Date set for Tsiigetchic election

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Tsiigehtchic residents will take to the polls on March 11 to elect a chief and council, close to nine months after last summer’s chief election result was overturned.

Nominations are open for the positions until Feb. 11, and forms can be requested from chief electoral officer Mary Beckett at the Gwichya Gwich’in Band Office.

Beckett said she’s given out some forms but none had yet been filed by last Wednesday.

“It’s pretty early days so I would not expect to see them yet,” she said.

Last year’s June 18 election had Russel Andre winning the seat at 56 votes, followed by incumbent Phillip Blake at 55 votes.

The results were appealed by Blake, and an election committee voted unanimously to redo the election by early July.

Blake has remained chief in the interim.

Andre says he intends to run again. News/North was unable to reach Blake by press time.

Mail-in, online and phone-in voting will take place at the same time as in-person voting on March 11.

After Feb. 28, out-of-town voters who have addresses in the system will be sent notifications with the candidates and voter identification numbers, which they can use online or over the phone to verify their identity and allow them to vote.

Beckett says mail-in voters should contact the band office as soon as possible so that ballots can be sent out as soon as possible. In turn, they should also not delay on sending the ballots, to allow for possible delays in mail delivery on both sides.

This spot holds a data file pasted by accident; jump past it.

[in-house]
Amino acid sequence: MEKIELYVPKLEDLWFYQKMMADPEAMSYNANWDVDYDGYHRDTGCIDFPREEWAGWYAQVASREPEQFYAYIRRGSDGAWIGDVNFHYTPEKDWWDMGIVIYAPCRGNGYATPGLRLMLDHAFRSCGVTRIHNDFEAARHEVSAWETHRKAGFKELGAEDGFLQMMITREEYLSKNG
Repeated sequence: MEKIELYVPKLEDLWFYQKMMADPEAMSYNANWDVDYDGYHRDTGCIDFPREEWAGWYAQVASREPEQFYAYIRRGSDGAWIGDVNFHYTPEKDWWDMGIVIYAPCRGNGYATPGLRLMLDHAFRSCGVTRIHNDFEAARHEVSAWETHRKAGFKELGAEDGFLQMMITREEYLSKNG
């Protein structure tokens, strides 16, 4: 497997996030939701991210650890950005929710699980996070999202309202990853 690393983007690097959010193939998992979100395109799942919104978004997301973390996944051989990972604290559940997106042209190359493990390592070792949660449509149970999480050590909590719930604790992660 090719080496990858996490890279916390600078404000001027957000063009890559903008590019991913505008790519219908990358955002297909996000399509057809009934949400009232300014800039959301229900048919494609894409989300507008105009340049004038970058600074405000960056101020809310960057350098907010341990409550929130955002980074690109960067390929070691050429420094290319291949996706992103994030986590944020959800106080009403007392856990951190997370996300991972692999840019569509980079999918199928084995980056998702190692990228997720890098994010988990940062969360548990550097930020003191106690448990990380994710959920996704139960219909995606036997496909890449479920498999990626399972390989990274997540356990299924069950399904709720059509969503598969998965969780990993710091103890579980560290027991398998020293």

Last year, band manager Larry Dalley said a reason behind this was that mail-in ballots were sent out too late to out-of-town voters, contravening the band’s election code.

I wasn’t here and I have nothing to do with it so I can’t answer the really big questions,” Beckett said.

I know that the procedures were not followed and that the election committee decided that there were enough problems with the way it was conducted that they would nullify it and start over.”

This year, Beckett intends to follow the community’s election code as close to the letter as possible.

“That’s the best I can do as, as a chief electoral officer.”

Each election in Tsiigehtchic has been controversial since 2014, despite the election code being rewritten in 2015.

Andre is currently in Hay River attending the Marine Training Centre, and will be running his campaign from afar.

He says he’s still unsatisfied with how the election results were overturned.

Anywhere else, if you have an election like that and the results as is, other parties would be getting involved in it,” said Andre.

Spokespeople for both federal Indigenous Services Canada and territorial Department of Municipal and Community Affairs told News/North last year they don’t have authority over the election, as the band has its own custom code.

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